The Arctic region is warming at a very fast pace, and scientists around the world should pay attention to this problem. In the last 43 years, the region has warmed 3.8 times faster than the planet as a whole, the authors find. The study was published in the journal Communications Earth & Environment.

The Arctic region is warming faster and faster

Researchers at the Finnish Meteorological Institute in Helsinki found that between 1979, when advanced satellite measurements of global temperatures began, and 2021, the icy northern region warmed 3.8 times faster than the rest of the planet—nearly twice the rate that had long been estimated.

“We were frustrated by the fact that there’s this saying that the Arctic is warming twice as fast as the globe,” Mika Rantanen, the lead author of the study, told the New York Times. “But when you look at the data, you can easily see that it is close to four.”

“The Arctic is more sensitive to global warming than previously thought,” says Mika Rantanen.

a Annual mean temperature anomalies in the Arctic (66.5∘–90∘N) (dark colours) and globally (light colours) during 1950–2021 derived from the various observational datasets. Temperature anomalies have been calculated relative to the standard 30-year period of 1981–2010. Shown are also the linear temperature trends for 1979–2021. b Annual mean temperature trends for the period 1979–2021, derived from the average of the observational datasets. Areas without a statistically significant change are masked out. c Local amplification ratio calculated for the period 1979–2021, derived from the average of the observational datasets. The dashed line in (b) and (c) depicts the Arctic Circle (66.5∘N latitude). Credit: Mika Rantanen & researchers

Rising temperatures cause a whole host of problems

The heating is much faster than the computer models predicted. Heat waves in the north have caused a number of wildfires and are also leading to melting ice in the circumpolar region, which includes Alaska, Arctic Canada, Greenland, Scandinavia and Siberia. Although natural climatic variations are also at work here, polluted air contributes significantly to global warming. This effect is best seen on melting ice.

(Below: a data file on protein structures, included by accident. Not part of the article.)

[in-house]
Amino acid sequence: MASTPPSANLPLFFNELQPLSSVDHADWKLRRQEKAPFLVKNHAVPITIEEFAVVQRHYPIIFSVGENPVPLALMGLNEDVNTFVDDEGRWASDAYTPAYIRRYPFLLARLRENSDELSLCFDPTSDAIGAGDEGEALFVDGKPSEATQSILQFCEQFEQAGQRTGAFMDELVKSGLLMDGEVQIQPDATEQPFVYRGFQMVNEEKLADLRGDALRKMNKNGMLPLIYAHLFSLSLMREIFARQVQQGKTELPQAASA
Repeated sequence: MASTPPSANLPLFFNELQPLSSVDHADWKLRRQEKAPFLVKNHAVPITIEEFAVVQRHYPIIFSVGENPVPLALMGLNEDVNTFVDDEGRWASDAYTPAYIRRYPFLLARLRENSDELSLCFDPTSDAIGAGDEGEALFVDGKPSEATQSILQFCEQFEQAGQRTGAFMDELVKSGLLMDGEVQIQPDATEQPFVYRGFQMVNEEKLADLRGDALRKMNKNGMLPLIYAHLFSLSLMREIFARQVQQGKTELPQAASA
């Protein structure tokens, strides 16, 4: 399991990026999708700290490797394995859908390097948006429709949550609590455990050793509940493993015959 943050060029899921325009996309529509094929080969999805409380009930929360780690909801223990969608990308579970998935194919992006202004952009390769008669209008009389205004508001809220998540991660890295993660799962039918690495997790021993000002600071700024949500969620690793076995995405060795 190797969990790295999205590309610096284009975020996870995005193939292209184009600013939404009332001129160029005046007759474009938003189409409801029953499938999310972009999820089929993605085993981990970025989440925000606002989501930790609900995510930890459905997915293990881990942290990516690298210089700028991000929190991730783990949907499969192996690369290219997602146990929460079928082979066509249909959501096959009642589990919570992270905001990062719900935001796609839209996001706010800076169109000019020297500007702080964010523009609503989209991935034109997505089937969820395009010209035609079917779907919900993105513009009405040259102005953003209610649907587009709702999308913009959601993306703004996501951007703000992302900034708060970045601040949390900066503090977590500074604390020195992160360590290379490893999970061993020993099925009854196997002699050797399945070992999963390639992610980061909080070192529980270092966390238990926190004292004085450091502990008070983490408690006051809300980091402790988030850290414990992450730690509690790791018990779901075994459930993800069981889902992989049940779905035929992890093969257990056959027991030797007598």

The Arctic Circle is mainly made up of the ocean, which used to be frozen for most of the year. Permanent sea ice is constantly shrinking, and seasonal ice melts much faster and forms much later. This is a big problem because ice is bright and reflects light better. When there is water instead of ice, it does not reflect the light, but on the contrary captures a greater amount of heat.

“That’s why the temperature trends are the highest [in] those areas where the sea ice has declined most,” explains Rantanen.

What is the effect of rapid warming in the arctic region?

In addition to fires and melting ice, it manifests itself in the fact that animals migrate away from here. So the problem will not remain only in the Arctic, but it is moving further. Current computer models have proven inadequate because the actual rate of melting is much faster.

“The paper’s finding that climate models tend to underestimate the warming ratio [between the Arctic and the Earth as a whole] is really interesting,” says Kyle Armour, a climate scientist at the University of Washington who was not involved in the new study.

Computer models had a good estimate of how much the Arctic was warming, but they overestimated how much the entire planet was warming. This means that the model comparison between Arctic warming and global warming is ultimately incorrect.

“We have more work to do to figure out the source of this model bias,” says Armour. And that work is increasingly important, because world leaders use climate models to understand what the future holds and how to avoid even more catastrophic warming.

It is important to respond

Climate scientists and the International Energy Agency have warned that humanity must stop extracting oil, coal, and gas and pumping carbon emissions into the atmosphere in order to keep the planet from heating more than 2° Celsius above preindustrial temperatures.


Image credit:, Finnish Meteorological Institute in Helsinki